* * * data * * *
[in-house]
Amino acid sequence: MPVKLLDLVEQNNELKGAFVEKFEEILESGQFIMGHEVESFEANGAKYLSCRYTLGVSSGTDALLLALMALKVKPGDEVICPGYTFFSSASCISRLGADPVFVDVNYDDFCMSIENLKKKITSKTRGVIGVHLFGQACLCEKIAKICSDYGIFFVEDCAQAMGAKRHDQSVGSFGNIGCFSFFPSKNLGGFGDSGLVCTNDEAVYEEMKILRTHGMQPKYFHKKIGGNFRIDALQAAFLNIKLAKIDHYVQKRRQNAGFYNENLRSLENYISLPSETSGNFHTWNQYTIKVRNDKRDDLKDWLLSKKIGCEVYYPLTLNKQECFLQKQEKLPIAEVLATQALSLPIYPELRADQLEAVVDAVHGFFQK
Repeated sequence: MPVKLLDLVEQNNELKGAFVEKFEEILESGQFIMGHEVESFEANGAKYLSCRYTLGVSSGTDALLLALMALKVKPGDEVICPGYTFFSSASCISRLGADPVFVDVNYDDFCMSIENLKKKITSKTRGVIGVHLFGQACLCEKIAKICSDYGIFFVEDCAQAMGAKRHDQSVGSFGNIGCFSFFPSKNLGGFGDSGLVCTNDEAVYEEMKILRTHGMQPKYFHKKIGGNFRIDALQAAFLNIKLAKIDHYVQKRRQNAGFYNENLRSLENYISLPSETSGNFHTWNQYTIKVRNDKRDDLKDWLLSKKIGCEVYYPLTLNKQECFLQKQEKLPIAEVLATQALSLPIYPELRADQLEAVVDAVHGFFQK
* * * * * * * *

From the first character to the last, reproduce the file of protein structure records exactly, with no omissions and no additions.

[in-house]
Amino acid sequence: MPVKLLDLVEQNNELKGAFVEKFEEILESGQFIMGHEVESFEANGAKYLSCRYTLGVSSGTDALLLALMALKVKPGDEVICPGYTFFSSASCISRLGADPVFVDVNYDDFCMSIENLKKKITSKTRGVIGVHLFGQACLCEKIAKICSDYGIFFVEDCAQAMGAKRHDQSVGSFGNIGCFSFFPSKNLGGFGDSGLVCTNDEAVYEEMKILRTHGMQPKYFHKKIGGNFRIDALQAAFLNIKLAKIDHYVQKRRQNAGFYNENLRSLENYISLPSETSGNFHTWNQYTIKVRNDKRDDLKDWLLSKKIGCEVYYPLTLNKQECFLQKQEKLPIAEVLATQALSLPIYPELRADQLEAVVDAVHGFFQK
Repeated sequence: MPVKLLDLVEQNNELKGAFVEKFEEILESGQFIMGHEVESFEANGAKYLSCRYTLGVSSGTDALLLALMALKVKPGDEVICPGYTFFSSASCISRLGADPVFVDVNYDDFCMSIENLKKKITSKTRGVIGVHLFGQACLCEKIAKICSDYGIFFVEDCAQAMGAKRHDQSVGSFGNIGCFSFFPSKNLGGFGDSGLVCTNDEAVYEEMKILRTHGMQPKYFHKKIGGNFRIDALQAAFLNIKLAKIDHYVQKRRQNAGFYNENLRSLENYISLPSETSGNFHTWNQYTIKVRNDKRDDLKDWLLSKKIGCEVYYPLTLNKQECFLQKQEKLPIAEVLATQALSLPIYPELRADQLEAVVDAVHGFFQK